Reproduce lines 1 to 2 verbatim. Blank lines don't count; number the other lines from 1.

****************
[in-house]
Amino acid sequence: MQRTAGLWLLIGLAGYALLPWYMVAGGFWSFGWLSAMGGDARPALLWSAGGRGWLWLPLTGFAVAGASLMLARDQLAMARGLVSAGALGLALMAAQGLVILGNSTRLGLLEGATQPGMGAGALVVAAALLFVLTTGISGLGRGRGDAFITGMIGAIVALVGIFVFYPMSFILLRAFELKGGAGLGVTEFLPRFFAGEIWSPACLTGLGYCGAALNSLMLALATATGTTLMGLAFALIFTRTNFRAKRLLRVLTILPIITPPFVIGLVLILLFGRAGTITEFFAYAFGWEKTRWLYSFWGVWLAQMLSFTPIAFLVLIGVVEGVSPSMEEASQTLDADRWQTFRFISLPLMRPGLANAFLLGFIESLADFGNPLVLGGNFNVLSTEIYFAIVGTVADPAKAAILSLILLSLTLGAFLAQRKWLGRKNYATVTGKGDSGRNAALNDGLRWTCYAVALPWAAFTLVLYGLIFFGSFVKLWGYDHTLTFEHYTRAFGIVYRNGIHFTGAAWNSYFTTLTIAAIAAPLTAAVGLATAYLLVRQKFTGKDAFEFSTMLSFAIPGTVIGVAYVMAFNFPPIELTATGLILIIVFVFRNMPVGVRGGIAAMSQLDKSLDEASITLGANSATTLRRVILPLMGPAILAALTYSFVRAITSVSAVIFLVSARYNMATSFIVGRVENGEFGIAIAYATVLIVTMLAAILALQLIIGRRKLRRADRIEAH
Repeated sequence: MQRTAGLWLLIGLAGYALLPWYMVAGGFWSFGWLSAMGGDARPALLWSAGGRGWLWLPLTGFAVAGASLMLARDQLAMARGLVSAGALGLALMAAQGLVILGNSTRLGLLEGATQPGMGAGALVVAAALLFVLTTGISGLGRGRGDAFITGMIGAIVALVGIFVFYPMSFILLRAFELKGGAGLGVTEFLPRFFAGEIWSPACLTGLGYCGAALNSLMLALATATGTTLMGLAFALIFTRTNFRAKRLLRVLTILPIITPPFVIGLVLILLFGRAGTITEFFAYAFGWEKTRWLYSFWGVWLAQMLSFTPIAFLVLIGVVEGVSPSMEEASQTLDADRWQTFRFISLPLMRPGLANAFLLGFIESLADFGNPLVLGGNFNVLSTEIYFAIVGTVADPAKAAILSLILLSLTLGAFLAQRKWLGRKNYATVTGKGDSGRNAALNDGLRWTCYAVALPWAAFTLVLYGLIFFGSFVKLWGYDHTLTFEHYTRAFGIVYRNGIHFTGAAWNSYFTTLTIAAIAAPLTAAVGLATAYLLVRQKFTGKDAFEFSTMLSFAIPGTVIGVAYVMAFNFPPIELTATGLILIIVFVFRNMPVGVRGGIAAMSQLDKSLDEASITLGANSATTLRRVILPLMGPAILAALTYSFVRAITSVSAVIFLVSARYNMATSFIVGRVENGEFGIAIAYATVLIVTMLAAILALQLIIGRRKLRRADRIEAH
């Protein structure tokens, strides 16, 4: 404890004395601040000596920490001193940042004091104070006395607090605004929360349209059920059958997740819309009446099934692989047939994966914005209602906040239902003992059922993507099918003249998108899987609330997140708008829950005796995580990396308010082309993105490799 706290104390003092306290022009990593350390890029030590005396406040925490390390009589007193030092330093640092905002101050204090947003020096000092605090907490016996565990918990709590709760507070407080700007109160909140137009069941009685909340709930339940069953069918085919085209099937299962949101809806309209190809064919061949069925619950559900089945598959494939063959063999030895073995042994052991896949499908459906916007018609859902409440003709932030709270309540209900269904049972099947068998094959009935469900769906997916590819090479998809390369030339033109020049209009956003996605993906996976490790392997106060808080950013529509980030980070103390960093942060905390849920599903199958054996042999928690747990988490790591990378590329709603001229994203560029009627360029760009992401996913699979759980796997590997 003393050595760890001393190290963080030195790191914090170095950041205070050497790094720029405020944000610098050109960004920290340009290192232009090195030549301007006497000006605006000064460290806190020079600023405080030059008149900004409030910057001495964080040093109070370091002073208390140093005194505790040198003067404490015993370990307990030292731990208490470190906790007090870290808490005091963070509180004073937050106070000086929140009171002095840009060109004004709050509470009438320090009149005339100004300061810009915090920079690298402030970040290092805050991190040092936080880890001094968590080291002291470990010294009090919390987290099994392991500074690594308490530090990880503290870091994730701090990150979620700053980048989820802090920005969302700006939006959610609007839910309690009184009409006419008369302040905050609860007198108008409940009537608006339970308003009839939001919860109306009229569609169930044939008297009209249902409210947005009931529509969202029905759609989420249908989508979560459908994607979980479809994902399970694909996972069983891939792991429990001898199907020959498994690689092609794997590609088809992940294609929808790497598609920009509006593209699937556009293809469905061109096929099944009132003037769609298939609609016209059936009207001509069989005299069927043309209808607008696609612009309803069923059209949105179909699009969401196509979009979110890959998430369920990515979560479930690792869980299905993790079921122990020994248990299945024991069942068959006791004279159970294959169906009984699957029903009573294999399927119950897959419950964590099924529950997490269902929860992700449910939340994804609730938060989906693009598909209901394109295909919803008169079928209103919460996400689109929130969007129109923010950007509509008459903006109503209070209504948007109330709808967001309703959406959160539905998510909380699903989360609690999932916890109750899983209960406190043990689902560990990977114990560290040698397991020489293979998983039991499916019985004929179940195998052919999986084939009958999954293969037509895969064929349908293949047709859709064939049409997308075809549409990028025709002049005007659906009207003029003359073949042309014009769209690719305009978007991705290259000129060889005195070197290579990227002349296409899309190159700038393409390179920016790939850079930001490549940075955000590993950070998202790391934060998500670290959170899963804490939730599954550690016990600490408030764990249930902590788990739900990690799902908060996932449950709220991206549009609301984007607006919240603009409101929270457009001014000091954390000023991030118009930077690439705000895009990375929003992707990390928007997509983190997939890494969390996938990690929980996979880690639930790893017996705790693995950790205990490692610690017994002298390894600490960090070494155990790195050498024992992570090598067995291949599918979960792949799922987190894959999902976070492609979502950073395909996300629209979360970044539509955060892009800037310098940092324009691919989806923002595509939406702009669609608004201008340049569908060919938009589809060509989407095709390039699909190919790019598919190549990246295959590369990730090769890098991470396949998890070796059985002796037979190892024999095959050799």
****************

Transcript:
[in-house]
Amino acid sequence: MQRTAGLWLLIGLAGYALLPWYMVAGGFWSFGWLSAMGGDARPALLWSAGGRGWLWLPLTGFAVAGASLMLARDQLAMARGLVSAGALGLALMAAQGLVILGNSTRLGLLEGATQPGMGAGALVVAAALLFVLTTGISGLGRGRGDAFITGMIGAIVALVGIFVFYPMSFILLRAFELKGGAGLGVTEFLPRFFAGEIWSPACLTGLGYCGAALNSLMLALATATGTTLMGLAFALIFTRTNFRAKRLLRVLTILPIITPPFVIGLVLILLFGRAGTITEFFAYAFGWEKTRWLYSFWGVWLAQMLSFTPIAFLVLIGVVEGVSPSMEEASQTLDADRWQTFRFISLPLMRPGLANAFLLGFIESLADFGNPLVLGGNFNVLSTEIYFAIVGTVADPAKAAILSLILLSLTLGAFLAQRKWLGRKNYATVTGKGDSGRNAALNDGLRWTCYAVALPWAAFTLVLYGLIFFGSFVKLWGYDHTLTFEHYTRAFGIVYRNGIHFTGAAWNSYFTTLTIAAIAAPLTAAVGLATAYLLVRQKFTGKDAFEFSTMLSFAIPGTVIGVAYVMAFNFPPIELTATGLILIIVFVFRNMPVGVRGGIAAMSQLDKSLDEASITLGANSATTLRRVILPLMGPAILAALTYSFVRAITSVSAVIFLVSARYNMATSFIVGRVENGEFGIAIAYATVLIVTMLAAILALQLIIGRRKLRRADRIEAH